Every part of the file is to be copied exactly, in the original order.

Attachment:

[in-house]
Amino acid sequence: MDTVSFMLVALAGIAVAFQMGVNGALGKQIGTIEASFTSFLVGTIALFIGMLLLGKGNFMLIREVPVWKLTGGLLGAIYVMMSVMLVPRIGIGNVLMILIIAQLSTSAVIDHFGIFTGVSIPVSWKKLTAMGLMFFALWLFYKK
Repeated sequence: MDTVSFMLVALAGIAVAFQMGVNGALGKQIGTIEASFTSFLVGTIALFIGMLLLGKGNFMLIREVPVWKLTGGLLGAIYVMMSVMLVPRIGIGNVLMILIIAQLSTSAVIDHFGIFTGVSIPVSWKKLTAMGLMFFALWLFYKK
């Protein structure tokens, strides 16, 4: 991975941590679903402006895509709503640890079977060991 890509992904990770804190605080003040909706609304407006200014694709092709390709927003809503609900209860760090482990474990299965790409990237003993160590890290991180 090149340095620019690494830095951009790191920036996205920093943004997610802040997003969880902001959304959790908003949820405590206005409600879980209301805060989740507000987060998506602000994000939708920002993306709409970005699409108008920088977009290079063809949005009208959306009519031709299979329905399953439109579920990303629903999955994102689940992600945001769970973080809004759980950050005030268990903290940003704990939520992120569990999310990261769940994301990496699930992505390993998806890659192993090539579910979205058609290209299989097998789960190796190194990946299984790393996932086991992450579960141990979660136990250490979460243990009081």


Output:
[in-house]
Amino acid sequence: MDTVSFMLVALAGIAVAFQMGVNGALGKQIGTIEASFTSFLVGTIALFIGMLLLGKGNFMLIREVPVWKLTGGLLGAIYVMMSVMLVPRIGIGNVLMILIIAQLSTSAVIDHFGIFTGVSIPVSWKKLTAMGLMFFALWLFYKK
Repeated sequence: MDTVSFMLVALAGIAVAFQMGVNGALGKQIGTIEASFTSFLVGTIALFIGMLLLGKGNFMLIREVPVWKLTGGLLGAIYVMMSVMLVPRIGIGNVLMILIIAQLSTSAVIDHFGIFTGVSIPVSWKKLTAMGLMFFALWLFYKK
């Protein structure tokens, strides 16, 4: 991975941590679903402006895509709503640890079977060991 890509992904990770804190605080003040909706609304407006200014694709092709390709927003809503609900209860760090482990474990299965790409990237003993160590890290991180 090149340095620019690494830095951009790191920036996205920093943004997610802040997003969880902001959304959790908003949820405590206005409600879980209301805060989740507000987060998506602000994000939708920002993306709409970005699409108008920088977009290079063809949005009208959306009519031709299979329905399953439109579920990303629903999955994102689940992600945001769970973080809004759980950050005030268990903290940003704990939520992120569990999310990261769940994301990496699930992505390993998806890659192993090539579910979205058609290209299989097998789960190796190194990946299984790393996932086991992450579960141990979660136990250490979460243990009081």